At Issue: A proposed constitutional change to strip the Beacon of its allotted 8 percent cut of the student activities budget.
Our Take: To maintain an independent check on the SGA, vote “no” on the constitution.
Years ago, the framers of the Student Government Association (SGA) constitution recognized the necessity for a student newspaper to exist outside the jurisdiction of financial allocations by our elected representatives. Voting “yes” to approve the newly-proposed amendments to the guiding document will undermine a safeguarded tradition of separation that has long served Emerson’s student body.
According to Dean Ronald Ludman at a discussion on the issue last March, the provision that allots a fixed eight percent of the student activities fee to The Berkeley Beacon was designed to ease a period of tension between two student organizations whose responsibilities are equally important and fundamentally separate.
Where SGA strives to represent and effect positive change for the student body, one of the Beacon’s primary constitutional responsibilities is to hold SGA accountable to that mission. Through 64 years of reporting, the Beacon has been an essential resource for Emerson students to stay abreast of campus affairs.
The constitution of this newspaper makes maintaining a professional distance from the innerworkings of SGA a top priority, barring Beacon editors and reporters from seeking elected and appointed positions. Anything less would create an inappropriate conflict of interest. The constitutional clause SGA now hopes to delete would create a similarly problematic conflict.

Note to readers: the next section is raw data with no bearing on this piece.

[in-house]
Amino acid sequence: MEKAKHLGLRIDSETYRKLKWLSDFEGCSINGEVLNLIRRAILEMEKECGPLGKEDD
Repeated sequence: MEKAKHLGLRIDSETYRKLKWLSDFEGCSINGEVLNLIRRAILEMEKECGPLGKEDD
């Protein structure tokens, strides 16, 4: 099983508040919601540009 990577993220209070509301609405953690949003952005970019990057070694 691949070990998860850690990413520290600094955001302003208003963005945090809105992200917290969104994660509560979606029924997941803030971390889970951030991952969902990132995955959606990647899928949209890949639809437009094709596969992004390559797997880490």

Covering student government is rarely glamorous. While other media outlets on campus produce extravagant photoshoots and slick television packages, compelling radio interviews and moving works of prose, the Beacon hasn’t shirked its responsibility to send reporters to public sessions of SGA, asking tough questions and making difficult calls when we see our leaders veering down the wrong path. Our constitutional duty to make those sometimes unpopular assessments is exactly why the Beacon’s funding needs to be protected outside of SGA control.
Consider that for the first two months of the semester, detailed information from SGA session proceedings was only available to students in the pages of this newspaper. Student government representatives fumbled their constitutional obligation to post minutes to the organization’s website, its most direct conduit with the student body. It wasn’t until the Beacon editorialized the oversight that the minutes were posted.
The Emerson experience is strongest when extra- and co-curricular activities simulate the realities, checks, and balances of our real-world counterparts as closely as possible. Imagining a scenario wherein a governing body determines the budget of the primary media outlet charged with holding it accountable is a complete departure from reality, and the values of open communication Emerson so cherishes.
Our suggestion is not that the current SGA would act imprudently in allotting funds to the Beacon based on its coverage of their affairs. However, constitutions are established not just for the here and now, but for the future, and with regard to the past. The provision as it stands is protective of future generations of journalists at Emerson so that they may never have to fear financial sanctions for honest and informative reporting.